Today's edition of "Things Were Better When I Was Your Age" is brought to you by the weekend death of Muhammad Ali. His passing gave me reason to check out his classic fights on YouTube and it got me thinking that somehow we are "de-volving" when it comes to sports. While track athletes are setting new records and high-tech swimsuits and pool design are speeding up swimmers, many of today's athletes just aren't "better" than their predecessors.
Consider that Ali last held the heavyweight title in 1979. Jack Nicklaus won his last major in 1986. Hank Aaron hit his last home run in 1976. Willie Mays caught his last fly ball in 1973. Ted Williams homered in his final at-bat in 1960. Michael Jordan's last game was in 2003. The final Magic Johnson-Larry Bird matchup in the NBA Finals was in 1987. Wayne Gretzky scored his final goal in 1999. Jerry Rice caught his final reception in 2004. Jim Brown's last carry was 1965. Lawrence Taylor's last quarterback sack was in 1993. Johnny Unitas' final pass was completed in 1973. Dale Earnhardt died on the final lap of the 2001 Daytona 500.
We have gone an entire generation since we could honestly call someone "The Greatest" in any of the major sports. Barry Bonds broke records--but cheated to do it. Brett Favre and Peyton Manning broke records--but did they come to define how the modern quarterback position is played? And did they call all their own plays? Are we really going to argue that Kobe Bryant or LeBron James is a greater player than Jordan, Magic or Bird?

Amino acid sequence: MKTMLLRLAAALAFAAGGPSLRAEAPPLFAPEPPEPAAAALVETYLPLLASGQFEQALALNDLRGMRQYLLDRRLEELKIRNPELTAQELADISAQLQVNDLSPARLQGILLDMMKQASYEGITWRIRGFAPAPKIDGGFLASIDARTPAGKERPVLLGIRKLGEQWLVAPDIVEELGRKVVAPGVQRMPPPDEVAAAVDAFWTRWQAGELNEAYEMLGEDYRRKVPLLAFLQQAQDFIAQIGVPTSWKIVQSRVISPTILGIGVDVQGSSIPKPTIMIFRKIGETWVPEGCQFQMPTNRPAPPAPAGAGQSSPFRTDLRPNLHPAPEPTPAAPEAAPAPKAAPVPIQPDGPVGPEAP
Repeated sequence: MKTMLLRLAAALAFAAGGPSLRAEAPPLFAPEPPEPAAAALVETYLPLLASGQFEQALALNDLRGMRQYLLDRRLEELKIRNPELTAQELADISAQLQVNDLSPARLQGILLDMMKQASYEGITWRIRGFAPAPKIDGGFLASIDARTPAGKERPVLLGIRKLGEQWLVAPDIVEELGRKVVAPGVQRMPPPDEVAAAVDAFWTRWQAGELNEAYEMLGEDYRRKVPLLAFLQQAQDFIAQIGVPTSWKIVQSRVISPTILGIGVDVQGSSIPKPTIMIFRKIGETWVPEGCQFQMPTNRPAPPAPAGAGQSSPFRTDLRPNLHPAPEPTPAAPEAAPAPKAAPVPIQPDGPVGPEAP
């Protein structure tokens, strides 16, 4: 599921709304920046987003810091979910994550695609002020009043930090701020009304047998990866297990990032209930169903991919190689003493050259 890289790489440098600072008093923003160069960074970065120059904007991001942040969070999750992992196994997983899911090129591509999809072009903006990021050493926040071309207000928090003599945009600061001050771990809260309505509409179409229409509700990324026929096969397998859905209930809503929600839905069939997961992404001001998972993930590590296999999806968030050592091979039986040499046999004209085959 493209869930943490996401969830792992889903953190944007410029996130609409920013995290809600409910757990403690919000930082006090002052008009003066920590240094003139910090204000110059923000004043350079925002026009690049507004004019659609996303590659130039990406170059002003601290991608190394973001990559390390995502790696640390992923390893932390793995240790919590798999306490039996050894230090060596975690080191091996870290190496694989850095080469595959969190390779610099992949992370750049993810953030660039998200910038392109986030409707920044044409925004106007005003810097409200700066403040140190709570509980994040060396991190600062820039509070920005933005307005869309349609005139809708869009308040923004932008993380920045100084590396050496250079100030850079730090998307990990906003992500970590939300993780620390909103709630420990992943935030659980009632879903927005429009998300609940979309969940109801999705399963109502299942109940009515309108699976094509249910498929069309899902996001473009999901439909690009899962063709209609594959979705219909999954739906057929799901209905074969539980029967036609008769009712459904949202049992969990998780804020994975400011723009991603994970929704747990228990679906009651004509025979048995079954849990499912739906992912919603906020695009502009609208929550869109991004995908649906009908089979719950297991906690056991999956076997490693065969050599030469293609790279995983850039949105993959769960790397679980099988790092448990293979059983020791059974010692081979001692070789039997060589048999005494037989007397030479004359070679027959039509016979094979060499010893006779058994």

Facing real boxers revealed the Mike Tyson had neither the skills nor the personal fortitude to be considered an all-time great. Muhammad Ali fought four of the greatest boxing matches in the history of the sport--three against Joe Frazier and one against George Foreman. You watch those fights and compare them to what passes for boxing today--or any Rhonda Rousey "fight" and you tell me which is better.
Of course, this reality doesn't stop the modern hype machine from trying to prop up today's athletes as legitimate contenders for "greatest ever". Unfortunately, as those of us who watched Ali, Nicklaus, Bird, Gretzky and Brown play get older and leave the conversation--the more likely those who were truly "The Greatest" will be replaced by the "Really Good With Great Marketing" in the pantheon of sports. Just remember, higher, faster, farther doesn't always mean "better".